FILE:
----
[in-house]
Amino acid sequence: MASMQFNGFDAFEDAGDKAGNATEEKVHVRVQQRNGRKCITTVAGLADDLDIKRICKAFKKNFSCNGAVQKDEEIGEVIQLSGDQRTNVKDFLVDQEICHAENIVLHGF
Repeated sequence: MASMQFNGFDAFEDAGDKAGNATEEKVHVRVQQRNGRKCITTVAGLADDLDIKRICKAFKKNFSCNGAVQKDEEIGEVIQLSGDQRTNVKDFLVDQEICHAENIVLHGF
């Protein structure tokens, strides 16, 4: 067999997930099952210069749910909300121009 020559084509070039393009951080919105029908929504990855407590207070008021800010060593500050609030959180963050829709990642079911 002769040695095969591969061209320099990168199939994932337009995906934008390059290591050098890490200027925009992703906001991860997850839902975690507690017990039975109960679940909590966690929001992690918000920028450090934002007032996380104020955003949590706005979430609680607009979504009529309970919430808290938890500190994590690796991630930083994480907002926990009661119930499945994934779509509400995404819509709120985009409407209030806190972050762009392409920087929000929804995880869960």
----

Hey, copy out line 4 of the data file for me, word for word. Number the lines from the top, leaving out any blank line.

């Protein structure tokens, strides 16, 4: 067999997930099952210069749910909300121009 020559084509070039393009951080919105029908929504990855407590207070008021800010060593500050609030959180963050829709990642079911 002769040695095969591969061209320099990168199939994932337009995906934008390059290591050098890490200027925009992703906001991860997850839902975690507690017990039975109960679940909590966690929001992690918000920028450090934002007032996380104020955003949590706005979430609680607009979504009529309970919430808290938890500190994590690796991630930083994480907002926990009661119930499945994934779509509400995404819509709120985009409407209030806190972050762009392409920087929000929804995880869960």